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Vegas rock company ships to Kuwait

There’s a new university campus budding across eight square miles of desert in Kuwait, but some of the stone being used in the mammoth project is coming from half a world away: from a quarry just outside Las Vegas.

For the past year, menacing machines have steadily sliced away slabs of meta-quartzite from a rock pit in Jean. That’s where workers with Las Vegas Rock Inc. then prepared the stone for a shipment out of Long Beach, Calif., to a sandy construction site 8,000 miles away.

“We’re selling rock to Kuwait,” said Steve Wickman, one of the company’s founders, laughing. “Out of all the stone in the world, they selected us.”

Doing business in Nevada since 1992, Las Vegas Rock recently landed the $10 million deal to supply the stone needed to build parts of Sabah Al-Salem University City, pegged to become Kuwait University’s main campus. The project represents one of the largest in the region, regarded in the news as one of the Middle East’s most storied trouble spots.

Las Vegas Rock plans to send out the first batch of rock Wednesday, loading up trucks with four shipping containers filled with 22 tons of meta-quartzite apiece. In a process that will happen once a month between now and Jan. 1, the stone will then travel to Long Beach, where an ocean liner will take the containers across the Pacific Ocean to a port in Kuwait City.

By all accounts, the order is one of the company’s tallest: 40 shipping containers of solid stone. That’s some 880 tons — or nearly 1.8 million pounds.

It took excavators about a year to cut that much rock from the Earth. Once the raw material landed at the cutting plant, a 50-blade wire saw fashioned it into 2-inch thick slabs, which builders will use to construct the university’s College of Arts and College of Education.

The Kuwait deal was a shot in the arm for the company, which had struggled through the collapse of the housing economy during the recession, Wickman said.

But the path to the project was not a short one, defined by three years of negotiations and a face-to-face meeting in Kuwait to seal the deal.

It began three years ago with a phone call from Perkins & Will, a New York-based architecture firm with prominent building projects dotting everywhere from Atlanta to Seattle. To Wickman’s surprise, the firm didn’t want to talk about a project in the states: this one would land their stone in Kuwait.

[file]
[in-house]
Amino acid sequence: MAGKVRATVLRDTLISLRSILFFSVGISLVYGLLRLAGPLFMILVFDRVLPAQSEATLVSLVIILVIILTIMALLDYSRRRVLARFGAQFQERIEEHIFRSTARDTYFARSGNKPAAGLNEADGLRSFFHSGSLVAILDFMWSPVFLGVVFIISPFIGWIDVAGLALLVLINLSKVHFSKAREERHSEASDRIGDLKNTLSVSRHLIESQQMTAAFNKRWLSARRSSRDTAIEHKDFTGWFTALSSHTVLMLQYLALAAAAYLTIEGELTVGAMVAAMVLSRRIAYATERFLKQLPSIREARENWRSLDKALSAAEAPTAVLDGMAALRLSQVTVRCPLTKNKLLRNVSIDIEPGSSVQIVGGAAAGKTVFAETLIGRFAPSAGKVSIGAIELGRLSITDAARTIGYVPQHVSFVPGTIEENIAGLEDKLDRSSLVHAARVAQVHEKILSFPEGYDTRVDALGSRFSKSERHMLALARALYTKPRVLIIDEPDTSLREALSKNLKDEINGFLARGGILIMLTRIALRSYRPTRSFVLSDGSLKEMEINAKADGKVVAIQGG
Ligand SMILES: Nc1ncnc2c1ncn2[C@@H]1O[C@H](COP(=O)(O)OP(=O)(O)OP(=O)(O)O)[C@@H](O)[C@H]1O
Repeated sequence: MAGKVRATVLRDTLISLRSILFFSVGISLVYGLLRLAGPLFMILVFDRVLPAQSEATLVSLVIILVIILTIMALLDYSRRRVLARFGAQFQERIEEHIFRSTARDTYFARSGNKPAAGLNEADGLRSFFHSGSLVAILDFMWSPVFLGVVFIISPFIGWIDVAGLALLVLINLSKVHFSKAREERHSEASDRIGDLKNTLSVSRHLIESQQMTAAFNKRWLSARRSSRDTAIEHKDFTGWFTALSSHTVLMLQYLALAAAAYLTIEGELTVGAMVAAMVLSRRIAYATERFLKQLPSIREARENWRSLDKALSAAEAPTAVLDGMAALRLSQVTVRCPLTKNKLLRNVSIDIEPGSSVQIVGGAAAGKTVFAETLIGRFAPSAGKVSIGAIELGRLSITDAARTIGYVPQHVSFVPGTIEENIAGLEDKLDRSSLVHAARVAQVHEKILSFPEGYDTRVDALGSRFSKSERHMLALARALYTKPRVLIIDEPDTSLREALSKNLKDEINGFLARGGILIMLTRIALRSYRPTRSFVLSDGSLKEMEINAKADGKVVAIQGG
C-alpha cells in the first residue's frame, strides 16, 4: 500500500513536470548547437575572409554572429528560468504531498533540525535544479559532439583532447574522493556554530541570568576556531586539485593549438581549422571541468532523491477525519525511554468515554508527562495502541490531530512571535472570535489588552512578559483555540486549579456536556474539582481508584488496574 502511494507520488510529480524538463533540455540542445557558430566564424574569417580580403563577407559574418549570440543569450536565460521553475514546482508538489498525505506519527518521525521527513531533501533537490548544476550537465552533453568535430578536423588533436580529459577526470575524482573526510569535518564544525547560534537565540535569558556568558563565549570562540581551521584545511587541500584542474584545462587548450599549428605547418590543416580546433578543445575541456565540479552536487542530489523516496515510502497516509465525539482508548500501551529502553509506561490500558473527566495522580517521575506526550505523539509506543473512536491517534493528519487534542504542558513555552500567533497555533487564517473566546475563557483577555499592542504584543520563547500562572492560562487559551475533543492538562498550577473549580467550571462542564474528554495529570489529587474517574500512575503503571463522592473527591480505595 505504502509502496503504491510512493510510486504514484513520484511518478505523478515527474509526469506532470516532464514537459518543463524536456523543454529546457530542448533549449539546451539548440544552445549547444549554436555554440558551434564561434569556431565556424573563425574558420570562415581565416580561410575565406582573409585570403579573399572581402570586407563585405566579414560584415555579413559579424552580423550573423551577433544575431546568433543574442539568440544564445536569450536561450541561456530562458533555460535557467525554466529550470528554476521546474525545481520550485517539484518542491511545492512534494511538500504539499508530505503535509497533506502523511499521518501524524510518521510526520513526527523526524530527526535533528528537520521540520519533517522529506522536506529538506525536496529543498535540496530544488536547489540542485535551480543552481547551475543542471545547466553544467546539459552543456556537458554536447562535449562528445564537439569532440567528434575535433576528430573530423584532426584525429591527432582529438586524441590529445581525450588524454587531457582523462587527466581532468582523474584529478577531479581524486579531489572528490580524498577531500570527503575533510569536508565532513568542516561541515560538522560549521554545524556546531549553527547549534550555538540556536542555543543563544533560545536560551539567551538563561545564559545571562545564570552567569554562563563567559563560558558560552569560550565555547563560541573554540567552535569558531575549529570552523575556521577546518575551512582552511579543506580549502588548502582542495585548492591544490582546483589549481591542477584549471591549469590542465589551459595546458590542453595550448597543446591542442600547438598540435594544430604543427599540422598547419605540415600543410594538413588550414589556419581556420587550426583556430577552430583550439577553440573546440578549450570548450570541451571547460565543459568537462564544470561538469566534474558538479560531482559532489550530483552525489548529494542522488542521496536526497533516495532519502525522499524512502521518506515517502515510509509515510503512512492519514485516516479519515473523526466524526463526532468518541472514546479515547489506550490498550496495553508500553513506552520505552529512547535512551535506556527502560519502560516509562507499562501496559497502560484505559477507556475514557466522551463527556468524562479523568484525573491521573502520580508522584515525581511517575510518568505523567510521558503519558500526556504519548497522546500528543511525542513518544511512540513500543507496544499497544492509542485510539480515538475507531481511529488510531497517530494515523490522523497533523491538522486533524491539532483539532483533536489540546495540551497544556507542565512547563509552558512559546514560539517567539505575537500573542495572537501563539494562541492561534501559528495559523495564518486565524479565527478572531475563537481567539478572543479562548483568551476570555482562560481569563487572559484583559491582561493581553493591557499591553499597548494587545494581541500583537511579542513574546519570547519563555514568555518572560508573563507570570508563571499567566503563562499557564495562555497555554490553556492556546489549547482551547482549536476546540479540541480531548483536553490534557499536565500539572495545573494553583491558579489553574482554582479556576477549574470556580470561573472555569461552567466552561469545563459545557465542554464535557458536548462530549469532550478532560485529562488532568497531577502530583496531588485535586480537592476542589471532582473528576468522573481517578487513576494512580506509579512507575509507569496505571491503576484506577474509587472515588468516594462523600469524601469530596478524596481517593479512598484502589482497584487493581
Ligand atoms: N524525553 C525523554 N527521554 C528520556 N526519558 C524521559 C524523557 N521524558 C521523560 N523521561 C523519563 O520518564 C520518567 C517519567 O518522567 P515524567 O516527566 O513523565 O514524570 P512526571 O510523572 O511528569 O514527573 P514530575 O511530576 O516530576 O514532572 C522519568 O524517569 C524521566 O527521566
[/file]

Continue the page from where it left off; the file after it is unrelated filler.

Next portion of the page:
The firm’s architects admired the color of the Aria Resort’s exterior, which features 70,000 square feet of meta-quartzite fashioned by Las Vegas Rock. But the color — dubbed “Desert Blend” — was only a start.

When the architects learned about the properties of the Nevada stone, they were more impressed, Wickman said.

The unforgiving climates of the Mojave Desert served as the perfect proving ground for Las Vegas Rock’s products. On the hottest days of a Las Vegas summer, the Aria’s stone exterior that faces Interstate 15 can reach temperatures as high as 180 degrees. When the sun goes down, the heat quickly dissipates from the stone.

With the specs of the Southern Nevada stone in hand, the firm put out the contract to bid and offers came from all corners of the world. Las Vegas Rock won the bid, which meant Wickman had to travel to the Middle East in August to meet the project’s main contractor.

Before he knew it, Wickman had an offer. The rock boss then spent the next several months wading through paperwork to establish a new line of credit with banks so he could get his money upon shipment.

Though Vegas Rock has done business in foreign countries before, the Kuwait deal marks the first time the company has fashioned rock for an order according to an architect’s plans. They mostly fill orders for raw materials. Locally, Las Vegas Rock has supplied stone to build portions of CityCenter, UNLV and city of Las Vegas fire stations.

The builders in Kuwait, who were not reachable for comment, hope to finish the campus by 2018. Meanwhile, Wickman and his company are working to secure deals to supply raw material in Europe and China.

“Kuwait is a big feather in our cap,” Wickman said, “because now it shows we’re part of a worldwide market.”

Contact reporter Ed Komenda at ekomenda@reviewjournal.com or 702-383-0270. Follow him on Twitter @ejkomenda.

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